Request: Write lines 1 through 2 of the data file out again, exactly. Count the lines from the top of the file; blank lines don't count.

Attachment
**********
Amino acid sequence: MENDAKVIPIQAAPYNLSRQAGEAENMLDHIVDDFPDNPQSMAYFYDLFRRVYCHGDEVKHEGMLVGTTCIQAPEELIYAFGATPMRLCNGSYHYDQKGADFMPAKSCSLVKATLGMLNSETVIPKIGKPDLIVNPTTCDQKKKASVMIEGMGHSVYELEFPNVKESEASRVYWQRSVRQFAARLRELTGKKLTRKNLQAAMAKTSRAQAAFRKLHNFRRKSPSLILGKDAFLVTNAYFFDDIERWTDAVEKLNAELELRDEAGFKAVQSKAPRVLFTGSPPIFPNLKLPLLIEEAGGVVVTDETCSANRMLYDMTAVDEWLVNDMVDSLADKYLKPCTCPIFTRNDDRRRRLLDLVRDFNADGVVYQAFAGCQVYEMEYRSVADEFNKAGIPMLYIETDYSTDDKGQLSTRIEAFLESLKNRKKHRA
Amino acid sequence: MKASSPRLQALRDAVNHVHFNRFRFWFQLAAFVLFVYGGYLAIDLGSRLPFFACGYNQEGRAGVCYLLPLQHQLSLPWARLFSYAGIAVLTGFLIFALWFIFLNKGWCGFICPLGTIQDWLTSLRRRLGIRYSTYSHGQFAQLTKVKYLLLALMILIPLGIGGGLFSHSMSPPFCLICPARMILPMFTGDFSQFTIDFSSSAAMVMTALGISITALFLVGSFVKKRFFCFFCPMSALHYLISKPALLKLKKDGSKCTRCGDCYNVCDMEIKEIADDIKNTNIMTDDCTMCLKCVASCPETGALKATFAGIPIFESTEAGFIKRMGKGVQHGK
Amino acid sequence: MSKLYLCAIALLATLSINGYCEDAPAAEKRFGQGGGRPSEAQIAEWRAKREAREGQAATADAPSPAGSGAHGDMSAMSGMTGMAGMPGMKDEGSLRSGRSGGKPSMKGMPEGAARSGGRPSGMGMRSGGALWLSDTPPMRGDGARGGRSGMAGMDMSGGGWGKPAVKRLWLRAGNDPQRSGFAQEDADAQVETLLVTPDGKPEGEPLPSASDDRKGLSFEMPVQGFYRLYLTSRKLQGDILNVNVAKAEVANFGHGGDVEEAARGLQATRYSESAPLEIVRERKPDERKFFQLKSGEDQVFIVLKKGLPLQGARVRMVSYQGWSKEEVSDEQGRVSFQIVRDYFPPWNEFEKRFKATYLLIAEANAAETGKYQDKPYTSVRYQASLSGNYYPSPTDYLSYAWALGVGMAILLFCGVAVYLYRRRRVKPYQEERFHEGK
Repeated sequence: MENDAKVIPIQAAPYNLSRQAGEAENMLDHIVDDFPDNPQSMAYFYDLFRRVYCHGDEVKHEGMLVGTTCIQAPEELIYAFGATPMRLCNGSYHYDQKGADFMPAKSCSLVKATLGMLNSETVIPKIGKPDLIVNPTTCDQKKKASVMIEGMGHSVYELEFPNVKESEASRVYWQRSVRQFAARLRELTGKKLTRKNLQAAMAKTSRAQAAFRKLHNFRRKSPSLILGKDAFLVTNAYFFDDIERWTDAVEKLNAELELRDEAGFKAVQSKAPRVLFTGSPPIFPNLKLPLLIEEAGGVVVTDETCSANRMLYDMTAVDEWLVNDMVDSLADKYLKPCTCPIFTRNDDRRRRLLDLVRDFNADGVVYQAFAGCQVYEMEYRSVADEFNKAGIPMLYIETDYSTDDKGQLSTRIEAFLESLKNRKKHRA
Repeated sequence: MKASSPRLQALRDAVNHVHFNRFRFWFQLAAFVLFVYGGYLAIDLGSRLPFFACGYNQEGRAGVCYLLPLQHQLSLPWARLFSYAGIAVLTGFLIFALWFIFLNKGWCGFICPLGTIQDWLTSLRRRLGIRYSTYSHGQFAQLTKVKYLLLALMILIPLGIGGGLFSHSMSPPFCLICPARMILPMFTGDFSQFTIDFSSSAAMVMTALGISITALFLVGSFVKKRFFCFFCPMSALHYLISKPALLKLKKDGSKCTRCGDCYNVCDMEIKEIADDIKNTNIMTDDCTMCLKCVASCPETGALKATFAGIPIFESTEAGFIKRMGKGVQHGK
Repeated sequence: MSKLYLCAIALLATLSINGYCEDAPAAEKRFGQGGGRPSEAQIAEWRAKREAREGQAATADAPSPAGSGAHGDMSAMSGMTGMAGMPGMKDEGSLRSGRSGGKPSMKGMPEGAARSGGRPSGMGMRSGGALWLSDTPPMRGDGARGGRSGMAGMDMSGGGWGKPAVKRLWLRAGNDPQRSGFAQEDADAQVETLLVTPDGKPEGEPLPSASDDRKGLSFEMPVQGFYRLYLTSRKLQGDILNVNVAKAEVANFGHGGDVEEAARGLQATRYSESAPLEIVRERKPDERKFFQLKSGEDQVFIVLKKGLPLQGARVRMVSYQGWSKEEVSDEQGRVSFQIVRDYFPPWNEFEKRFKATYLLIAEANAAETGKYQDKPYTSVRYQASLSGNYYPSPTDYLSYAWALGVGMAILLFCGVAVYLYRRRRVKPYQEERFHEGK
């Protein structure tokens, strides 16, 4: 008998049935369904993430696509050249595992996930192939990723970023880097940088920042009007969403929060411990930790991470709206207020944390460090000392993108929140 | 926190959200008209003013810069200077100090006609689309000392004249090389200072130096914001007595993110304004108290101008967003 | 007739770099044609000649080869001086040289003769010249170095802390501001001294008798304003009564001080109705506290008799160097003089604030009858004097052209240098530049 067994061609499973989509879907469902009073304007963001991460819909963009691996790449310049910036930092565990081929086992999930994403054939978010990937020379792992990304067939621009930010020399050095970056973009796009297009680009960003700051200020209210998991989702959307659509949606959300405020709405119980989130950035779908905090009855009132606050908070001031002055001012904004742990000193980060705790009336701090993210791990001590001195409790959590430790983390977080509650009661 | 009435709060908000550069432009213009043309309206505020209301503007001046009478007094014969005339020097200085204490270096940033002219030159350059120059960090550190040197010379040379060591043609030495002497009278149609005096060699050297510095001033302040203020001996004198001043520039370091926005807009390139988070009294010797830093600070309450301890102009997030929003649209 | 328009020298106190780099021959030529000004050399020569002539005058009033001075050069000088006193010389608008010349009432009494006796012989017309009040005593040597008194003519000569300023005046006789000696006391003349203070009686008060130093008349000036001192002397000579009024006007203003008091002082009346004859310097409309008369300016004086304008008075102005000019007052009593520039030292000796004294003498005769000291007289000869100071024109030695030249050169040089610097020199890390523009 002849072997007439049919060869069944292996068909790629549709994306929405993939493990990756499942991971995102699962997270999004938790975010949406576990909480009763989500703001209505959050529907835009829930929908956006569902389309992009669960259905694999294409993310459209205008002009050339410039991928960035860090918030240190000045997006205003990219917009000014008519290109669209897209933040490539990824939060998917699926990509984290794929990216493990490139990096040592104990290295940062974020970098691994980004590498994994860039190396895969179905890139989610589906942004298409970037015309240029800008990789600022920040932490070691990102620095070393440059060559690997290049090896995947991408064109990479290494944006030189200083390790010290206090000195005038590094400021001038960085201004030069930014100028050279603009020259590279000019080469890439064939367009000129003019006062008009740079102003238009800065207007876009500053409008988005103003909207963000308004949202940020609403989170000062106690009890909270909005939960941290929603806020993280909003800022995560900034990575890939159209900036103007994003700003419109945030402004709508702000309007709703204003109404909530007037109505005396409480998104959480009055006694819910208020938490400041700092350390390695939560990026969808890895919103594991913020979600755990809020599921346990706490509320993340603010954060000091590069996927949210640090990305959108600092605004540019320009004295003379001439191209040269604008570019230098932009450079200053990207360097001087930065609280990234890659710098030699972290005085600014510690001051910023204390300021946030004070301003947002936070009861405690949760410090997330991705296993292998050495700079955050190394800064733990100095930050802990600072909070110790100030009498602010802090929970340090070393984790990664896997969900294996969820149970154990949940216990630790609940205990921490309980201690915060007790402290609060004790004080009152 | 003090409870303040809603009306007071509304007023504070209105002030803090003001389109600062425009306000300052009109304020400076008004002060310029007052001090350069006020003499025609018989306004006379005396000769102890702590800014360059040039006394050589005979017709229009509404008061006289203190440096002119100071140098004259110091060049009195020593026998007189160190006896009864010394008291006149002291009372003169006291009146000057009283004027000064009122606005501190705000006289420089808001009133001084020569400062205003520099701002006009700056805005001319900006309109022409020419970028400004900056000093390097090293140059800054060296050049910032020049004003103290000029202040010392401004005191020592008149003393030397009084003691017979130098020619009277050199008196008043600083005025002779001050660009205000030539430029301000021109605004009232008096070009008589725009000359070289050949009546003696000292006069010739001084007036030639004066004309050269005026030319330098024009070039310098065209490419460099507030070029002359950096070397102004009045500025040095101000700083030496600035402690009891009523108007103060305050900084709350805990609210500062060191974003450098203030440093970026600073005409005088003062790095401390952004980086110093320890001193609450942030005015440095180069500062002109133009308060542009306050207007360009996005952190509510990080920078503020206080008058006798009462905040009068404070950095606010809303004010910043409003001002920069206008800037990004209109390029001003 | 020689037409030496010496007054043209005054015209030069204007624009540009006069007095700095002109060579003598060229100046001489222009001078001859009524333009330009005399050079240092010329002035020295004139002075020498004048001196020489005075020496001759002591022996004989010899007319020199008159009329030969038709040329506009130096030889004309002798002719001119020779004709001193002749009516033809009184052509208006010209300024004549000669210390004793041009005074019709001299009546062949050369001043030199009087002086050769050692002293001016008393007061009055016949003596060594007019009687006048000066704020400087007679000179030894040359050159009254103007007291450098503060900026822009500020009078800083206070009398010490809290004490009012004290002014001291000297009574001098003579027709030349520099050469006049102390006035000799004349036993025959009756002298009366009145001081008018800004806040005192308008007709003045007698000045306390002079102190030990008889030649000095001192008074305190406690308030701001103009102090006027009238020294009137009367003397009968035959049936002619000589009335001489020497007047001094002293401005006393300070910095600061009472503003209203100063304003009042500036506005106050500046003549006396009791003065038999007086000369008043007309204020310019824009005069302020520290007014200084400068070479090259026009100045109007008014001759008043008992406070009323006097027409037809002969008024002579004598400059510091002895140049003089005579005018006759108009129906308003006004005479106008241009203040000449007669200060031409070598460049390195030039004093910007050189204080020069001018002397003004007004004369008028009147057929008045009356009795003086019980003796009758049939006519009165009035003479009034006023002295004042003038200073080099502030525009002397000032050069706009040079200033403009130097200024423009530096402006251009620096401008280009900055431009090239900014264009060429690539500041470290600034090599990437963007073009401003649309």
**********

Amino acid sequence: MENDAKVIPIQAAPYNLSRQAGEAENMLDHIVDDFPDNPQSMAYFYDLFRRVYCHGDEVKHEGMLVGTTCIQAPEELIYAFGATPMRLCNGSYHYDQKGADFMPAKSCSLVKATLGMLNSETVIPKIGKPDLIVNPTTCDQKKKASVMIEGMGHSVYELEFPNVKESEASRVYWQRSVRQFAARLRELTGKKLTRKNLQAAMAKTSRAQAAFRKLHNFRRKSPSLILGKDAFLVTNAYFFDDIERWTDAVEKLNAELELRDEAGFKAVQSKAPRVLFTGSPPIFPNLKLPLLIEEAGGVVVTDETCSANRMLYDMTAVDEWLVNDMVDSLADKYLKPCTCPIFTRNDDRRRRLLDLVRDFNADGVVYQAFAGCQVYEMEYRSVADEFNKAGIPMLYIETDYSTDDKGQLSTRIEAFLESLKNRKKHRA
Amino acid sequence: MKASSPRLQALRDAVNHVHFNRFRFWFQLAAFVLFVYGGYLAIDLGSRLPFFACGYNQEGRAGVCYLLPLQHQLSLPWARLFSYAGIAVLTGFLIFALWFIFLNKGWCGFICPLGTIQDWLTSLRRRLGIRYSTYSHGQFAQLTKVKYLLLALMILIPLGIGGGLFSHSMSPPFCLICPARMILPMFTGDFSQFTIDFSSSAAMVMTALGISITALFLVGSFVKKRFFCFFCPMSALHYLISKPALLKLKKDGSKCTRCGDCYNVCDMEIKEIADDIKNTNIMTDDCTMCLKCVASCPETGALKATFAGIPIFESTEAGFIKRMGKGVQHGK